I can remember biting my nails down to the stubs when my 15-year-old daughter went on a mountain climbing expedition in British Columbia, scaling frighteningly high peaks with other equally hardy members of Outward Bound. My nails got a little bit shorter when she later battled the Dumoine River on a whitewater canoe trip. And then again when she eschewed skiing in favour of snowboarding. On moguls. At night. I guess I should be grateful bungee jumping "from the skid of a helicopter into the gaping maw of a bubbling active volcano" isn't on her 'Top 30 Things to Do Before You Hit the Big 3-0' list.
Of course, I want my grown children to know one thing: life is meant to be an adventure, not an endurance test, or a game of mere survival. So one part of me is thrilled when they dare to seize the moment, inviting risk, change, and possible failure into their lives. This is every mother's nightmare, and yet every mother's dream for her children.
Over the years, I tried not to discourage my kids' desire to push the envelope, even when my motherly instincts were on high alert, and all I wanted to do was go back in time, back to a time when they were never out of my sight. But children who choose to colour outside the lines often show a greater than average amount of creativity, imagination, and courage. So, more often than not, I lifted my chin, threw back my shoulders, and learned to applaud their walks on the wild side. Besides, ever-so slightly dangerous sports were a perfect outlet for the adventure-seeking streak in them.
There is now an unprecedented array of activities for thrill seekers - and for people with disabilities, there are plenty of opportunities for experiencing high-challenge sports. According to AccesSport America, whether it's soccer, or skiing, water sports, such as "windsurfing, kayaking, rowing/sculling, outrigger canoeing, surfing, water-skiing, or kite sailing, or rock/wall climbing, tennis, and cycling, the aim is to create higher function and fitness for children and adults of all disabilities through high-challenge sports. Programs are designed to promote each person's highest physical and athletic potential while cultivating social and emotional well-being. They seek to create a community where differences are diminished, blurred and often erased."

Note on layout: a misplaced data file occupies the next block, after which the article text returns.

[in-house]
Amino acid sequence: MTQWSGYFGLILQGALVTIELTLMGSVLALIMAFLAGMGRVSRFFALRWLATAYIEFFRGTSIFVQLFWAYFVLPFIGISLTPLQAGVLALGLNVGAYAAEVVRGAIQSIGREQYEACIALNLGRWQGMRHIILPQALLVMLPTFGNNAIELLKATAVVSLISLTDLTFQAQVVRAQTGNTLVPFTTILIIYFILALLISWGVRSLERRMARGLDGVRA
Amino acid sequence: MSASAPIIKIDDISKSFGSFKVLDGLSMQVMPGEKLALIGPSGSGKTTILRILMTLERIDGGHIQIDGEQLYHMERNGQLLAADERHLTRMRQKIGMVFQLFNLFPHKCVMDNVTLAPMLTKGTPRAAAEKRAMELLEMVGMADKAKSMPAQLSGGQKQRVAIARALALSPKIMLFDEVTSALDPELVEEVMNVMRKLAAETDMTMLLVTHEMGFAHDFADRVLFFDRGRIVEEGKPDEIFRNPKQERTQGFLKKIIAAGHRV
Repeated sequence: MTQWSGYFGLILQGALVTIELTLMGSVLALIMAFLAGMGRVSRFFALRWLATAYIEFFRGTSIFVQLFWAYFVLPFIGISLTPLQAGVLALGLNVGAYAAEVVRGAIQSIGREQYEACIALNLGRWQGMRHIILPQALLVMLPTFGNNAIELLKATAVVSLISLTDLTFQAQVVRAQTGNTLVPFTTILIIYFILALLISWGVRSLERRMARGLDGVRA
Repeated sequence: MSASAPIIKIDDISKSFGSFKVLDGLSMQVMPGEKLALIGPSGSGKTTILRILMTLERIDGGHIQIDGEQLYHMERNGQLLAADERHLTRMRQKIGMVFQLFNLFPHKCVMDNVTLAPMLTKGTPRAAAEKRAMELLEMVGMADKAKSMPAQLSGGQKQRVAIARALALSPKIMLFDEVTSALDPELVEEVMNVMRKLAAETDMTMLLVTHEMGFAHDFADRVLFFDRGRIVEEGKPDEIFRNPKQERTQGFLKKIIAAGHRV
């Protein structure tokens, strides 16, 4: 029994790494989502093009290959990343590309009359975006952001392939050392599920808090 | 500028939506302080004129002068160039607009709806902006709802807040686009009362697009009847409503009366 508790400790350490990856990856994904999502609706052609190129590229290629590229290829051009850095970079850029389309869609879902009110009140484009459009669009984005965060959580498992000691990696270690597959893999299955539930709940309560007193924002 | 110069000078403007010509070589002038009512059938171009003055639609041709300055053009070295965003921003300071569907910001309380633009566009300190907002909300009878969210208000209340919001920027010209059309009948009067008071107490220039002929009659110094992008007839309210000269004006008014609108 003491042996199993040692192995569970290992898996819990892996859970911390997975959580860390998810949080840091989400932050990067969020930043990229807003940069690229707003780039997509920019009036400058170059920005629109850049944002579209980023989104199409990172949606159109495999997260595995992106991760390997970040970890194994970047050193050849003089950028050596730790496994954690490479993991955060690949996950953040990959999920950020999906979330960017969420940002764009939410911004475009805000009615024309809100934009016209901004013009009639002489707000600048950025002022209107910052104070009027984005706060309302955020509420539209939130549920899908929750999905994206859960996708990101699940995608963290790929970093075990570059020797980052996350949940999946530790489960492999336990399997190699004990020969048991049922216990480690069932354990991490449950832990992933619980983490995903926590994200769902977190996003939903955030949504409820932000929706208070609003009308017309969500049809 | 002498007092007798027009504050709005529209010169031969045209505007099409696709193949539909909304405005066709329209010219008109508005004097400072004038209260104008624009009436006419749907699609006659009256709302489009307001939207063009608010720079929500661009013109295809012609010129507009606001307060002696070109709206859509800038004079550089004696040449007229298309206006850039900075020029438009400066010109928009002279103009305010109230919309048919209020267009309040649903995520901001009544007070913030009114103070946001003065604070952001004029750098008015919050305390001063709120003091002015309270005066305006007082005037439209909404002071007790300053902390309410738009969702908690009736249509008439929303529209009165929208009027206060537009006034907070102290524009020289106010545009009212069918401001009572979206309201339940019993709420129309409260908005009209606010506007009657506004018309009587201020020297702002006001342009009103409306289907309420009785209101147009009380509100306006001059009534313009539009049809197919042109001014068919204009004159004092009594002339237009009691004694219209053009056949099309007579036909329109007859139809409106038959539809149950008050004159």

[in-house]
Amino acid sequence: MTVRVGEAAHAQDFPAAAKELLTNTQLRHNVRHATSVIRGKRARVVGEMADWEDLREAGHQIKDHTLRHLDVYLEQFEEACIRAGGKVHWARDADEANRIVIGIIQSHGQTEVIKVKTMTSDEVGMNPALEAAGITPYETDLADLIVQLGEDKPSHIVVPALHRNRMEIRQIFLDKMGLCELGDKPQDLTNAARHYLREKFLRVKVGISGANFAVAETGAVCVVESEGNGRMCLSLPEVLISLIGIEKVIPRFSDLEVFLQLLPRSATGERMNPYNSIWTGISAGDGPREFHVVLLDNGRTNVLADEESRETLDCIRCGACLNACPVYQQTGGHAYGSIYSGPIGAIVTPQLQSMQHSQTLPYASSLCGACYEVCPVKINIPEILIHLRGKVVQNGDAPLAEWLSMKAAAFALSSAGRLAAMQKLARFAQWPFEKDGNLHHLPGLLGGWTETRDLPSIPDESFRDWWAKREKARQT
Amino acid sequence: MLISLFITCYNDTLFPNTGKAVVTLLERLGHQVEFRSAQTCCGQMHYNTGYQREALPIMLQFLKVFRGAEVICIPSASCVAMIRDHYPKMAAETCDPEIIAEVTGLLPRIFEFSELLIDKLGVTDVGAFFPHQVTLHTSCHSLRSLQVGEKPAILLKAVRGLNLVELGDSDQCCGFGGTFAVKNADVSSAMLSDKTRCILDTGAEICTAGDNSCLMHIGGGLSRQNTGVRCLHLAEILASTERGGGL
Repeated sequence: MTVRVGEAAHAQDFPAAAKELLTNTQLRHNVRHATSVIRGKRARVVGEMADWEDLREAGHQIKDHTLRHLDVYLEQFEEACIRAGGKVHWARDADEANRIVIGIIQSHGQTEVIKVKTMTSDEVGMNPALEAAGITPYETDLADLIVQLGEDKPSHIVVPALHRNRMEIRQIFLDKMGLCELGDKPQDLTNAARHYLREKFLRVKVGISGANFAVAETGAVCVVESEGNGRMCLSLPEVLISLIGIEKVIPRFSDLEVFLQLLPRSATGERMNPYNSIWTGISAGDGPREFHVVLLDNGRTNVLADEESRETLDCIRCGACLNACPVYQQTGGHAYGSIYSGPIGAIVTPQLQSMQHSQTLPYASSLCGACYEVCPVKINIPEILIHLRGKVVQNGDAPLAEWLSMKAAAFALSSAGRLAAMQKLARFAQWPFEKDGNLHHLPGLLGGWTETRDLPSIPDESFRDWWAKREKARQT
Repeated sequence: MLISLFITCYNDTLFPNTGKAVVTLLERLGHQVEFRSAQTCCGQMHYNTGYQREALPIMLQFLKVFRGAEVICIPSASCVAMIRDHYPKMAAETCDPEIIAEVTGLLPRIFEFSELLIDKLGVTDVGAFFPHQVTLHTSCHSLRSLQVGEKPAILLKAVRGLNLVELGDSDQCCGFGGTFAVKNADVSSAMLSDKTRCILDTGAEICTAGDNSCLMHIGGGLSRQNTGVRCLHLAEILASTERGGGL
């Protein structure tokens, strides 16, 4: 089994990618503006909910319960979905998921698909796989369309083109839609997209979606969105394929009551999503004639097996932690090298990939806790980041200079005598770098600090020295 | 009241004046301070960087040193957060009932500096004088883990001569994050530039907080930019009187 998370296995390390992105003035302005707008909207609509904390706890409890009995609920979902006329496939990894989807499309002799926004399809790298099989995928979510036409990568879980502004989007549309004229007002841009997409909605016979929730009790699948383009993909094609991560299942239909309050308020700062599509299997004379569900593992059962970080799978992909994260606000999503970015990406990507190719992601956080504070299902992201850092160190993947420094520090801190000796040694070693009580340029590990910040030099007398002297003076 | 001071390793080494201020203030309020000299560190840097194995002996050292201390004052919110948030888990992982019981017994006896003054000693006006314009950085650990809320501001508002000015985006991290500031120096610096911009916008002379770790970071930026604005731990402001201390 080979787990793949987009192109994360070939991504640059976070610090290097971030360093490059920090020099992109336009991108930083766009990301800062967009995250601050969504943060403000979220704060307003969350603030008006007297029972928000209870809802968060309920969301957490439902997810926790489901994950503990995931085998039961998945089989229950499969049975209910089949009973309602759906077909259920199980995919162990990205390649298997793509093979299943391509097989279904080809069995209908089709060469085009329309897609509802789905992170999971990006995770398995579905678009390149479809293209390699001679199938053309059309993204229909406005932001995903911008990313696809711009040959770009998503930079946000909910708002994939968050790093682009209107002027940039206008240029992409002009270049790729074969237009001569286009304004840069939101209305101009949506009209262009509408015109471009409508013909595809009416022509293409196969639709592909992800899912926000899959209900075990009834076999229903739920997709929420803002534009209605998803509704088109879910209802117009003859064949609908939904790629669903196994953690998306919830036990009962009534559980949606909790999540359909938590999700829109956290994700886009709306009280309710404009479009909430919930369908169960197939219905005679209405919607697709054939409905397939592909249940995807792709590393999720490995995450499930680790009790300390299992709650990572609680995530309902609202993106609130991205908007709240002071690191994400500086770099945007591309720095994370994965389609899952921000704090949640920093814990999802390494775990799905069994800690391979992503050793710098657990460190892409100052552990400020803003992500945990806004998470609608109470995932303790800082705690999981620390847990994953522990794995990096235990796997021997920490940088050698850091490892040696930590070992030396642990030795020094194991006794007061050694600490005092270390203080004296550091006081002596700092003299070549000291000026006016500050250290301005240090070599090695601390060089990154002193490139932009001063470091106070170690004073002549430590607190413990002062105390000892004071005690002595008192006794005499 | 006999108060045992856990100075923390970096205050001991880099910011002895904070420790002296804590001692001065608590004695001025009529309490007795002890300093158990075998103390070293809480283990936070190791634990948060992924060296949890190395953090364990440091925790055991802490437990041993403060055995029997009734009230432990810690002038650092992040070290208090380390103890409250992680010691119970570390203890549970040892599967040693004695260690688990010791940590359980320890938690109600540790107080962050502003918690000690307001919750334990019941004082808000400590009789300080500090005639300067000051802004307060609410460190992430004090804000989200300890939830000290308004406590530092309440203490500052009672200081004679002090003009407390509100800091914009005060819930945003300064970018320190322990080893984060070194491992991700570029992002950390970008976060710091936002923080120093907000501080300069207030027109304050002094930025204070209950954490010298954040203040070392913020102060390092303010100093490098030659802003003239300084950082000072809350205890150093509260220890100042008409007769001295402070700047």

As I watched a news report about a ski program for children with Down syndrome, autism, etc., and read about a man with Asperger's who swam across Lake Ontario, and the three men with autism that scaled Wales' highest mountain, it got me thinking about what it takes to climb a mountain, battle raging rapids, or windsurf across the water at full speed.
Aside from the joy and sense of accomplishment they derive from mastering a new skill, adventure seekers of all abilities experience the high of constantly pushing beyond one's supposed limitations. They are living their lives with gusto, and doing it from the heart. Sure, it's a cliche that life is not a dress rehearsal. This is the main event, etc. But people of all abilities just want to be included in this joyride called life. Life is short. So, as for me, I'm kicking up my heels, strapping on my skiis, and paddling through thrilling rapids. Yeee-ha!